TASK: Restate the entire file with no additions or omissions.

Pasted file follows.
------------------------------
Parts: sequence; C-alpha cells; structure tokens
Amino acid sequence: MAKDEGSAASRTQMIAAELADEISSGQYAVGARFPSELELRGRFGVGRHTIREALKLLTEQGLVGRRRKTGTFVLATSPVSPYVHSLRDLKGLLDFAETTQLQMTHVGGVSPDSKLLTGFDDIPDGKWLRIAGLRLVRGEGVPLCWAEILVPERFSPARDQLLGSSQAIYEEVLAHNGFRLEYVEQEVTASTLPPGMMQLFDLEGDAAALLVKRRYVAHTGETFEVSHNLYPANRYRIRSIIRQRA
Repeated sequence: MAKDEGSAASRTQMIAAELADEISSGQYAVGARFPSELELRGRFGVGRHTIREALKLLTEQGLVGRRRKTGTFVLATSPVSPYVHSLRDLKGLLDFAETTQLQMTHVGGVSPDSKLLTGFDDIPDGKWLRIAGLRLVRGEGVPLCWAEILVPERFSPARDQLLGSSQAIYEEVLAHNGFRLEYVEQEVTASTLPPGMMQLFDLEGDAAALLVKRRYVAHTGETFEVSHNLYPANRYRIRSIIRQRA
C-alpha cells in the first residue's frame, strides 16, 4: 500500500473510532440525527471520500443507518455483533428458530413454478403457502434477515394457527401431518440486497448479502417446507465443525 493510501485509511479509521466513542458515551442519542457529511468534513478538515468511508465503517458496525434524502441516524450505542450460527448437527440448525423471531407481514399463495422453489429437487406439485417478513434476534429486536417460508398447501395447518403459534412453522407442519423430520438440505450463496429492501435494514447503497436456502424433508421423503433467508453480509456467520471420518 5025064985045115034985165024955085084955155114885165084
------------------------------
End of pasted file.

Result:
Parts: sequence; C-alpha cells; structure tokens
Amino acid sequence: MAKDEGSAASRTQMIAAELADEISSGQYAVGARFPSELELRGRFGVGRHTIREALKLLTEQGLVGRRRKTGTFVLATSPVSPYVHSLRDLKGLLDFAETTQLQMTHVGGVSPDSKLLTGFDDIPDGKWLRIAGLRLVRGEGVPLCWAEILVPERFSPARDQLLGSSQAIYEEVLAHNGFRLEYVEQEVTASTLPPGMMQLFDLEGDAAALLVKRRYVAHTGETFEVSHNLYPANRYRIRSIIRQRA
Repeated sequence: MAKDEGSAASRTQMIAAELADEISSGQYAVGARFPSELELRGRFGVGRHTIREALKLLTEQGLVGRRRKTGTFVLATSPVSPYVHSLRDLKGLLDFAETTQLQMTHVGGVSPDSKLLTGFDDIPDGKWLRIAGLRLVRGEGVPLCWAEILVPERFSPARDQLLGSSQAIYEEVLAHNGFRLEYVEQEVTASTLPPGMMQLFDLEGDAAALLVKRRYVAHTGETFEVSHNLYPANRYRIRSIIRQRA
C-alpha cells in the first residue's frame, strides 16, 4: 500500500473510532440525527471520500443507518455483533428458530413454478403457502434477515394457527401431518440486497448479502417446507465443525 493510501485509511479509521466513542458515551442519542457529511468534513478538515468511508465503517458496525434524502441516524450505542450460527448437527440448525423471531407481514399463495422453489429437487406439485417478513434476534429486536417460508398447501395447518403459534412453522407442519423430520438440505450463496429492501435494514447503497436456502424433508421423503433467508453480509456467520471420518 5025064985045115034985165024955085084955155114885165084